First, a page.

IV. THE TESTIMONY BEFORE THE ENEMIES OF THE DIVINE LOVE FOR THE CHURCH. Weary may be the days of the Church's endurance, but all will be forgotten in the Lord's gracious recognition "in the last day," when he shall "confess" them before his Father and before the holy angels - confess them as his; own and acknowledge them.

V. DEFENCE IN THE HOUR OF SPECIAL TRIAL. They who according to their strength serve the Lord will, in the hour of their weakness, find him to be their strong Rock of defence. "I also will keep thee from the hour of trial."


1. The permanent abode in the eternal temple of the Lord - the everlasting fellowships of heaven.

2. Recognition as the Lord's; his Name written upon him. This distinction the highest.

3. Special personal recognition as holding the closest relation to the Redeemer. "Mine own new Name." - R.G.

And to the angel of the Church in Philadelphia, etc. On a slope of Mount Tmolus stood Philadelphia, a city of Lydia, lying between Sardis and Laodicea. Attalus Philadelphus, after whose name it was called Philadelphia, founded it B.C. 140. It was a commercial city of commanding position and considerable importance, and well fortified withal. Through its adjoining valley the celebrated Xerxes led his forces on his way to Greece. On account of the volcanic nature of its soil it became celebrated for the cultivation and the excellence of its vines. It had been visited by numerous earthquakes, and in the reign of Tiberius most of its population forsook it and fled to the fields, apprehending destruction. It survives to the present day, and is called by the Turks, Allah Shehr, "the city of God." The ruins of a church wall are still visible, and about five thousand members of the Greek Church, with a bishop and about fifteen clergymen, reside in its midst. Nowhere else is it mentioned in sacred Scripture. This wonderful letter brings under our notice a character to be adored, an energy to be coveted, and a destiny to be sought.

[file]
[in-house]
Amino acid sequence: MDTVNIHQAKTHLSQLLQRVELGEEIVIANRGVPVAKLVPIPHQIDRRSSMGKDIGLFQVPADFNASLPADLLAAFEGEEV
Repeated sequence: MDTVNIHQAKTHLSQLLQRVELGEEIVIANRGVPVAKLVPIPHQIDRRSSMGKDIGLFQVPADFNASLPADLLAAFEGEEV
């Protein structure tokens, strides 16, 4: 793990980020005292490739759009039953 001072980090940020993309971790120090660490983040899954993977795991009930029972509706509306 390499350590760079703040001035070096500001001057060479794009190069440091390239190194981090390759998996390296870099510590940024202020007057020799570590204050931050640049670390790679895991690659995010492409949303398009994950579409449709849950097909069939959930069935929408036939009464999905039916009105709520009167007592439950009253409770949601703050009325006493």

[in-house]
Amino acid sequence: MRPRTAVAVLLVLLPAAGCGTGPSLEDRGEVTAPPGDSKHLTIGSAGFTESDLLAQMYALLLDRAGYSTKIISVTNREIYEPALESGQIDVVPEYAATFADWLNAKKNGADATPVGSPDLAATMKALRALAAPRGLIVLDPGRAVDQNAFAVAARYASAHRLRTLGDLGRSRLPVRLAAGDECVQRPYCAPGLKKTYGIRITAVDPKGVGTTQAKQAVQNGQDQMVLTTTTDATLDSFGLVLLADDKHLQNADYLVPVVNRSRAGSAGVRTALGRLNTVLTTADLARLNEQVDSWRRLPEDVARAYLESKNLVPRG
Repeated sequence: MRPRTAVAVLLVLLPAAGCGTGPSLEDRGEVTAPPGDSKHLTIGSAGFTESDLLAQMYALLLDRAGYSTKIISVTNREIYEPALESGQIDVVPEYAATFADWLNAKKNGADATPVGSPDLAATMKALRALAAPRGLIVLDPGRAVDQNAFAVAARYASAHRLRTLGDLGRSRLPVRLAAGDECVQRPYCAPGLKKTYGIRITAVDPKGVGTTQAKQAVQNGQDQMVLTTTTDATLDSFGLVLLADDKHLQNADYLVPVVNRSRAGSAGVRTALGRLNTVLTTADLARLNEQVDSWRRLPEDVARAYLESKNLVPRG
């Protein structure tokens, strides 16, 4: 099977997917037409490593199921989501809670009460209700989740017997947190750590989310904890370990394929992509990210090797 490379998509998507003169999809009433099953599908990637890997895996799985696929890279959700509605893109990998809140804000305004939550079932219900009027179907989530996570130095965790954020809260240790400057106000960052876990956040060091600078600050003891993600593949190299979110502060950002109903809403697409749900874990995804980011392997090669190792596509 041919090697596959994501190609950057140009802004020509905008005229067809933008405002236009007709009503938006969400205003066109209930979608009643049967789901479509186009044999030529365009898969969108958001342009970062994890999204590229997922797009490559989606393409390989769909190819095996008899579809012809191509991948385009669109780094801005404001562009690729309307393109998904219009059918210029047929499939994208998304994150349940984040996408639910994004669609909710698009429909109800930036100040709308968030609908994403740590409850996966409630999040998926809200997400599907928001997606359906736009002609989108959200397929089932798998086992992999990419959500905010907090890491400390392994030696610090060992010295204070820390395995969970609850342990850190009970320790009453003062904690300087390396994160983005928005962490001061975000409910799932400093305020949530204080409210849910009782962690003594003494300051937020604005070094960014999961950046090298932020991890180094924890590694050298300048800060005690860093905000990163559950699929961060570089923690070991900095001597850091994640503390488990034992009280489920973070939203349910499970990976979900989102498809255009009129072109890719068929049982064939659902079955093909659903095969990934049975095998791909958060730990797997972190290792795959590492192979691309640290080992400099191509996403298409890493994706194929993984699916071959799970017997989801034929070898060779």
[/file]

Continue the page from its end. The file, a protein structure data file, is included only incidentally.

I. A CHARACTER TO BE ADORED. This character is here exhibited as:

1. Holy. "He that is holy." No man ever appeared on this earth so entirely and unquestionably pure as Christ was. He was "separate from sinners." None of his most malignant contemporaries could convince him of sin. Judas, after the betrayal, cried our, "I have sinned, in that I have betrayed the innocent blood." He was, indeed, "the holy, the harmless, the undefiled" Son of God. His spotless and undoubted holiness is a most incontrovertible argument for the Divinity of his gospel.